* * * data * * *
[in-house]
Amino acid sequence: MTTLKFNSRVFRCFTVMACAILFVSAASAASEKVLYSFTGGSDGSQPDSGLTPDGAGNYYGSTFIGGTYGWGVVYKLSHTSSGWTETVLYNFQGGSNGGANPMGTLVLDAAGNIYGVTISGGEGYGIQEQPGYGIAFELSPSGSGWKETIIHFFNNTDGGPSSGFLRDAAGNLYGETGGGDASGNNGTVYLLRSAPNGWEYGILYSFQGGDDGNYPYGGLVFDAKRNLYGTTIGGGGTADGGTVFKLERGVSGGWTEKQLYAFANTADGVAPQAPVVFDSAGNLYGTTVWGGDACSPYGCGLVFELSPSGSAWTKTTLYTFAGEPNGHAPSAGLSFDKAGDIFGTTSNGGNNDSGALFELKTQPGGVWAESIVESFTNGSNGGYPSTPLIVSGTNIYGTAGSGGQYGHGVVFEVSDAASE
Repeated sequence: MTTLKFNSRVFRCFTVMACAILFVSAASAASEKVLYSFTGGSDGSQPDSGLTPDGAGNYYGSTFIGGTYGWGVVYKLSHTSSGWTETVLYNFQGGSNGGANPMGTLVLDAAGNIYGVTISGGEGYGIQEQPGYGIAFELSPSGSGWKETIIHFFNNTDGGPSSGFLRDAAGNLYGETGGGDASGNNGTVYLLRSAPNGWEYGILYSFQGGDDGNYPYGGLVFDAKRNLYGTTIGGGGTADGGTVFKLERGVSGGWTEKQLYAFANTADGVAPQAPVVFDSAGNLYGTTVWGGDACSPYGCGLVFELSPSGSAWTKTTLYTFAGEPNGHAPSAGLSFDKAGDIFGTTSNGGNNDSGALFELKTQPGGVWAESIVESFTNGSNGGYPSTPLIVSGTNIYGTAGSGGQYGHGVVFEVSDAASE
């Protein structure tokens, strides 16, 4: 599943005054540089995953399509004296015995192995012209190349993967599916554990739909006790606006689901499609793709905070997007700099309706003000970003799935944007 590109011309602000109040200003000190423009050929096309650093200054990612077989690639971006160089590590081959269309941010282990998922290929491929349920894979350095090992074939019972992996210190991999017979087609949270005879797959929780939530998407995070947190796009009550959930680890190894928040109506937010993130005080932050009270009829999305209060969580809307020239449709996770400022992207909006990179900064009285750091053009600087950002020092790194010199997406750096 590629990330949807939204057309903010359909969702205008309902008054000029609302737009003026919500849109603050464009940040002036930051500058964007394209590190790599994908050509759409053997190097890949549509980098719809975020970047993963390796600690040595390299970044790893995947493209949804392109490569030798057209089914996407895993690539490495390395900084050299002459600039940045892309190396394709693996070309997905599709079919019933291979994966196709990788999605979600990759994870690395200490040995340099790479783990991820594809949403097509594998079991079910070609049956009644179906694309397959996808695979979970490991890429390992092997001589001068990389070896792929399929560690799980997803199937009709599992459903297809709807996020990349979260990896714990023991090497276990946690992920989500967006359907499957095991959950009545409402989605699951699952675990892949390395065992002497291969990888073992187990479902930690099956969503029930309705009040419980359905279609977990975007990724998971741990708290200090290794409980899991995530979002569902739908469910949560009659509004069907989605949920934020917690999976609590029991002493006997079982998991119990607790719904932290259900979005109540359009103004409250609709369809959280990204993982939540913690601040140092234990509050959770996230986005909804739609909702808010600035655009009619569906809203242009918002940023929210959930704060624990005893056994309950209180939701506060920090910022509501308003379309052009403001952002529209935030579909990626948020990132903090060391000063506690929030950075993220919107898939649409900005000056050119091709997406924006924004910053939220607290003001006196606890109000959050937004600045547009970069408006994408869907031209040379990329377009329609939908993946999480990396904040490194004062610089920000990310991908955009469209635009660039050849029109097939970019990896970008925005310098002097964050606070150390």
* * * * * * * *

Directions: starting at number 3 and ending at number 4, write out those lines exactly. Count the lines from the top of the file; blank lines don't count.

Repeated sequence: MTTLKFNSRVFRCFTVMACAILFVSAASAASEKVLYSFTGGSDGSQPDSGLTPDGAGNYYGSTFIGGTYGWGVVYKLSHTSSGWTETVLYNFQGGSNGGANPMGTLVLDAAGNIYGVTISGGEGYGIQEQPGYGIAFELSPSGSGWKETIIHFFNNTDGGPSSGFLRDAAGNLYGETGGGDASGNNGTVYLLRSAPNGWEYGILYSFQGGDDGNYPYGGLVFDAKRNLYGTTIGGGGTADGGTVFKLERGVSGGWTEKQLYAFANTADGVAPQAPVVFDSAGNLYGTTVWGGDACSPYGCGLVFELSPSGSAWTKTTLYTFAGEPNGHAPSAGLSFDKAGDIFGTTSNGGNNDSGALFELKTQPGGVWAESIVESFTNGSNGGYPSTPLIVSGTNIYGTAGSGGQYGHGVVFEVSDAASE
């Protein structure tokens, strides 16, 4: 599943005054540089995953399509004296015995192995012209190349993967599916554990739909006790606006689901499609793709905070997007700099309706003000970003799935944007 590109011309602000109040200003000190423009050929096309650093200054990612077989690639971006160089590590081959269309941010282990998922290929491929349920894979350095090992074939019972992996210190991999017979087609949270005879797959929780939530998407995070947190796009009550959930680890190894928040109506937010993130005080932050009270009829999305209060969580809307020239449709996770400022992207909006990179900064009285750091053009600087950002020092790194010199997406750096 590629990330949807939204057309903010359909969702205008309902008054000029609302737009003026919500849109603050464009940040002036930051500058964007394209590190790599994908050509759409053997190097890949549509980098719809975020970047993963390796600690040595390299970044790893995947493209949804392109490569030798057209089914996407895993690539490495390395900084050299002459600039940045892309190396394709693996070309997905599709079919019933291979994966196709990788999605979600990759994870690395200490040995340099790479783990991820594809949403097509594998079991079910070609049956009644179906694309397959996808695979979970490991890429390992092997001589001068990389070896792929399929560690799980997803199937009709599992459903297809709807996020990349979260990896714990023991090497276990946690992920989500967006359907499957095991959950009545409402989605699951699952675990892949390395065992002497291969990888073992187990479902930690099956969503029930309705009040419980359905279609977990975007990724998971741990708290200090290794409980899991995530979002569902739908469910949560009659509004069907989605949920934020917690999976609590029991002493006997079982998991119990607790719904932290259900979005109540359009103004409250609709369809959280990204993982939540913690601040140092234990509050959770996230986005909804739609909702808010600035655009009619569906809203242009918002940023929210959930704060624990005893056994309950209180939701506060920090910022509501308003379309052009403001952002529209935030579909990626948020990132903090060391000063506690929030950075993220919107898939649409900005000056050119091709997406924006924004910053939220607290003001006196606890109000959050937004600045547009970069408006994408869907031209040379990329377009329609939908993946999480990396904040490194004062610089920000990310991908955009469209635009660039050849029109097939970019990896970008925005310098002097964050606070150390």